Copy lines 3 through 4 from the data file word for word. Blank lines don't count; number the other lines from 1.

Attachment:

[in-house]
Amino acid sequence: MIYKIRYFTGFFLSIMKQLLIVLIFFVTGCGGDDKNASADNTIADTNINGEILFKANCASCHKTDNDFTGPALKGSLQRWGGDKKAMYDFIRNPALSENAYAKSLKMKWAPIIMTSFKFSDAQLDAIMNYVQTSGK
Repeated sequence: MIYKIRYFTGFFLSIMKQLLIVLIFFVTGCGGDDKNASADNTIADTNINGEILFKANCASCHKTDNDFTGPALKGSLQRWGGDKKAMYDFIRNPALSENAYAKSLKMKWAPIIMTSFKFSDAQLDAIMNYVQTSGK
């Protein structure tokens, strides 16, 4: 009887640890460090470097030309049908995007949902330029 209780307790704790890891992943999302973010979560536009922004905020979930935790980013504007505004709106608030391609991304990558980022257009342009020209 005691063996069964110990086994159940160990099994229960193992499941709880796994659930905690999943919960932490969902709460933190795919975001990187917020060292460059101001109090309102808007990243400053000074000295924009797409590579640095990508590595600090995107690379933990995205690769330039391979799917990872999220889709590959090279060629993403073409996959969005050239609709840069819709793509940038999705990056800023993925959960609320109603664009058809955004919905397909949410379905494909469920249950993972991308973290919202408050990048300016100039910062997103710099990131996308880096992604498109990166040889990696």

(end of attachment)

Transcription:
Repeated sequence: MIYKIRYFTGFFLSIMKQLLIVLIFFVTGCGGDDKNASADNTIADTNINGEILFKANCASCHKTDNDFTGPALKGSLQRWGGDKKAMYDFIRNPALSENAYAKSLKMKWAPIIMTSFKFSDAQLDAIMNYVQTSGK
């Protein structure tokens, strides 16, 4: 009887640890460090470097030309049908995007949902330029 209780307790704790890891992943999302973010979560536009922004905020979930935790980013504007505004709106608030391609991304990558980022257009342009020209 005691063996069964110990086994159940160990099994229960193992499941709880796994659930905690999943919960932490969902709460933190795919975001990187917020060292460059101001109090309102808007990243400053000074000295924009797409590579640095990508590595600090995107690379933990995205690769330039391979799917990872999220889709590959090279060629993403073409996959969005050239609709840069819709793509940038999705990056800023993925959960609320109603664009058809955004919905397909949410379905494909469920249950993972991308973290919202408050990048300016100039910062997103710099990131996308880096992604498109990166040889990696």